"To win the division, I was very proud of that," Torre said. "But on the other side of the coin, what enabled us to win the division just ran us dry at the end. We had to play every guy, every day, and we needed to win every single game."

Torre struggled with his decision over the past week, shutting himself out of all things baseball. He didn't watch the ALCS at all, and tuned into the NLCS for the first time on Monday night.

After spending the week with his wife, Ali, and their daughter, Andrea, Torre decided that the meeting with Steinbrenner was a necessity before he would make a final decision on his future.

"It was a waffle; it was going back and forth," he said. "The one thing I've learned is that when you're tired, you shouldn't make many decisions, because it's not going to come out real good. I was tired. I took the time to hang out at home, do what we do around the neighborhood, but I couldn't help from thinking about it quite often."

Following the loss to the Angels, Steinbrenner released a statement congratulating Los Angeles of Anaheim and its manager, Mike Scioscia. Many people felt the statement was a thinly disguised shot at Torre, who was not mentioned by the owner.

"I was assured that wasn't the case," Torre said. "That happened at the time I was out there with scrambled eggs in my mind. That bothered other people who are close to me more than it bothered me."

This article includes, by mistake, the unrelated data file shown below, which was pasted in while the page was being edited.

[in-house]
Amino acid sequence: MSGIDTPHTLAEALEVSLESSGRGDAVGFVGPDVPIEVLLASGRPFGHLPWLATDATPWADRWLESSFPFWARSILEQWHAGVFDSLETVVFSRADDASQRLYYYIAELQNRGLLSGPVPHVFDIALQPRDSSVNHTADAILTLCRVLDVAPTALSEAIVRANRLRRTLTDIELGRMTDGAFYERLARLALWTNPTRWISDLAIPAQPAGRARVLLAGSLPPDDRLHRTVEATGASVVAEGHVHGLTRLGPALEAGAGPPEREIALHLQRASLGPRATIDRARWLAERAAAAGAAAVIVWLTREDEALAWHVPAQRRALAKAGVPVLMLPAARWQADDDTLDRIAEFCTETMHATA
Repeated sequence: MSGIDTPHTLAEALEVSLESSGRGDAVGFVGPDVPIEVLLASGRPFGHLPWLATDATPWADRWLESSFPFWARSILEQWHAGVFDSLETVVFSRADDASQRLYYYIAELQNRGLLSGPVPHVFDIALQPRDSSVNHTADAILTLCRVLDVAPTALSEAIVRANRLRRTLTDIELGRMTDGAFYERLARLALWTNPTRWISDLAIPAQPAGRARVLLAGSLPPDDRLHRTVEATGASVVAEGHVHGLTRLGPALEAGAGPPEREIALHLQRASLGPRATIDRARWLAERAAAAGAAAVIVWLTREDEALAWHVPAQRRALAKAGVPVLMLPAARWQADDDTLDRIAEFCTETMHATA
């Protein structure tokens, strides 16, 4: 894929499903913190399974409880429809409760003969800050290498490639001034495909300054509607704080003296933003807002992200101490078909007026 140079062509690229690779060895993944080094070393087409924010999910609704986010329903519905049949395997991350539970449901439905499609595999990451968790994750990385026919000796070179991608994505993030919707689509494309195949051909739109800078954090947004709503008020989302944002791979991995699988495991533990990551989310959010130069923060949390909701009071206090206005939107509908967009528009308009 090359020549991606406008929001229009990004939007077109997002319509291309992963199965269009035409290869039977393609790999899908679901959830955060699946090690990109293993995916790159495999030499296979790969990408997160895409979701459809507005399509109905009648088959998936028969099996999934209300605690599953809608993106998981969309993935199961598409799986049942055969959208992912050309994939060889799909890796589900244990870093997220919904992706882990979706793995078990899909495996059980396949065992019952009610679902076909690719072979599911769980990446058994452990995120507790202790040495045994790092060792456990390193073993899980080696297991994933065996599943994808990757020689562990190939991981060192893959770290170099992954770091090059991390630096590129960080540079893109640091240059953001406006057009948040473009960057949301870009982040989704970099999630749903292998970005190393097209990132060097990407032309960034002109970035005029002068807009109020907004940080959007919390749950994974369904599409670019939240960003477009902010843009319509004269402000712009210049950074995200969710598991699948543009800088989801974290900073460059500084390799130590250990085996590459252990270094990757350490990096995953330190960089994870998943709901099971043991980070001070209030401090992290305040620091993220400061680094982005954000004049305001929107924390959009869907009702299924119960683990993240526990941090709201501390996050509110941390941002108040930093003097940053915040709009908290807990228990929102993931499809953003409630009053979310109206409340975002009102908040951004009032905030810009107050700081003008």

Lou Piniella, whose name has come up as a potential replacement for Torre, was not mentioned during the meeting on Monday.

"I don't dislike Lou because people ask me about him hovering over there," Torre said. "If George wants Lou, or anybody else to manage, that's certainly his prerogative. The fact that he's available, it's never really bothered me."

Last week, when Stottlemyre announced that he would not return, he cited the division between the New York and Tampa factions of the Yankees' organization as a reason. Torre acknowledged that the issue came up in the meeting, saying that there would be a conscious effort made on all sides to resolve that problem.

"It has to be, as opposed to their opinion and their opinion, it has to be conjoined in some way," he said. "To me, it's all about communication."

Torre isn't naive enough to think that Steinbrenner will stay silent the first time the Yankees go through an extended losing streak next season, but he hopes that the behind-the-scenes chatter will fade away.

"Hopefully we can all do a better job in not having it fester up like it did this year," Torre said. "If something happens, address it right now. If you have a question to ask, get it answered right now."

Torre has two years remaining on his deal, and while he hasn't ruled out managing beyond 2007, he admitted Tuesday that this will likely be his final contract, saying, "My guess would be that this would be it."

To win a fifth championship would wrap up his career, which started as a player in 1960, with a nice bow. For him, there's no better place to do it than in the Bronx.

"You want baseball to be fun, but the fun comes from winning," Torre said. "As far as I'm concerned, you have the best chance of winning here."

Mark Feinsand is a reporter for MLB.com. This story was not subject to the approval of Major League Baseball or its clubs.